Pocket Gamer Connects will be heading back to Helsinki on 5-6 September.
Tickets are still available.
So, to give you a hint at what you can expect, we're shining the spotlight onto our speakers to provide a deeper look at the personalities who will be taking the stage.
- Sebastian Lindén is the CEO and Creative Director of Qaos Games, who will be giving a talk on how to design a game to go viral.
PocketGamer.biz: What would you say is the key thing required for a game to go "viral"?
Sebastian Lindén: The key thing for a game to go viral is that people want to talk about it, that people love to talk about it.
Take a look at your game. Why would people talk about your game (if you had no chance in convincing them)? And why would they talk about your game over thousands of other games?
Go viral to whom? Is it to a niche group of people, hardcore players, or casual players? It's not easy to take on the task in making something universal such as Pokemon GO or Candy Crush.
Focus on a niche group of users, and ask yourself what you need to do with the game to make them talk about it with their friends.
How important is virality to a game's success in the current mobile climate?
It depends on whether you have a good relationship with Apple for constant pushes, an ability to cross-promote your games, or other safe sources for success.
Constantly tweaking to engage users is a great way to learn about virality.
As social media channels have become saturated with more competition, it is harder to succeed with viral strategies today than it was in 2012.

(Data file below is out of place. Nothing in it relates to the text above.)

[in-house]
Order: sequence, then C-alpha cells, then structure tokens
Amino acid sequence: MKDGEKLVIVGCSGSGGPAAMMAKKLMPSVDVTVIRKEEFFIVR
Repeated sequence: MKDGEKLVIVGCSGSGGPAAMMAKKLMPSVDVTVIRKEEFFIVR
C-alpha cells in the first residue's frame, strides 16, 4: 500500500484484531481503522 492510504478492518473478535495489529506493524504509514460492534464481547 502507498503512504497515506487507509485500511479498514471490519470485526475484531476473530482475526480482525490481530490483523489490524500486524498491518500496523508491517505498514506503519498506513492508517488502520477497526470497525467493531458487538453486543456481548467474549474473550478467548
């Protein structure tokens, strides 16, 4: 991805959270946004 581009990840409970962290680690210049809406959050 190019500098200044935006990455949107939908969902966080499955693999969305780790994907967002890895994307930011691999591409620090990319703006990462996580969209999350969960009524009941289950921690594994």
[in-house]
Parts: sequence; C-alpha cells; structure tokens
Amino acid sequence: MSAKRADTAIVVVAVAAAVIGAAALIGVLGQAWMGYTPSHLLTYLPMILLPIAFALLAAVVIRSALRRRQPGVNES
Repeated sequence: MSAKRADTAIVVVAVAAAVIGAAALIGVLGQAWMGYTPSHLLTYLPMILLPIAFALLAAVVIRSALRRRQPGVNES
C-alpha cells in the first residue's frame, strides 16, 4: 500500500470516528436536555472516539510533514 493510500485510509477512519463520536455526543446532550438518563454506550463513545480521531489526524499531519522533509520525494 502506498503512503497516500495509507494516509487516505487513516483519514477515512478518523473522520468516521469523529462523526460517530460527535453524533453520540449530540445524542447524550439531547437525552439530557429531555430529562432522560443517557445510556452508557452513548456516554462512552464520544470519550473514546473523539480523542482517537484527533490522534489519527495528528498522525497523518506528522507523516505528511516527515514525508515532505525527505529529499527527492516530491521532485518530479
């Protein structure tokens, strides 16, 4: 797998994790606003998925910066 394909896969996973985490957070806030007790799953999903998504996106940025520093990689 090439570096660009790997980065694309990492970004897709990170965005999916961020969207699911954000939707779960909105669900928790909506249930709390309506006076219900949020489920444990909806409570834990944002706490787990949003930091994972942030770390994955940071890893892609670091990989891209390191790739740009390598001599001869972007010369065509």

Understanding how virality works is key for everyone aiming to make successful games. That is often what differentiates good games from great games.
Often when people mention "viral", it is often forgotten that there is a publisher behind the game, features from Apple, massive budgets or other pushes behind it.
This has nothing to do with virality, although it lays the foundation for it.
A successful viral game can acquire users at lower cost than competitors, I would say that it is key for anyone in the mobile game industry.
Understanding the k-factor, what makes your game viral, and constantly tweaking to engage users is a great way to learn about virality.
Which recent viral games do you feel developers should take inspiration from if they want to create the next viral hit?
I would look at small games with viral strategies that is tangible for developers with small or no budget.
Look at games that got lots of traction, with little or no push from Apple, cross-promotion or publishers.
Also look at emerging social networks, and how you can spread your game through them. Or use existing social networks and use them in new ways.
The best example of recent games is Slither.io.
The developer made a mobile game that worked well for the web browser as well, which meant mobile plus Youtube.
After six months of building the game the developer had no money for marketing. Luckily he had built an infrastructure for its virality, and people on Youtube such as PewDiePie played it.
In an oversaturated market, developers need to make certain type of games and be known for making those games.
It got the push needed to prove its greatness, it was fun to talk about while playing, and went viral.
What other major trends do you predict for the rest of 2016?
Drag-and-drop engines like Buildbox will get increased popularity and open up for a new type of non-technical developer that need an infrastructure around services that is easier to implement.
Then, I think we will see the first interesting virtual reality experiments in December.
Also, brand positioning will be more important than ever. In an oversaturated market, developers need to make certain type of games and be known for making those games. That’s where Apple will look for features.
What are you looking forward to seeing at Pocket Gamer Connects Helsinki 2016?
Lots of inspiring people!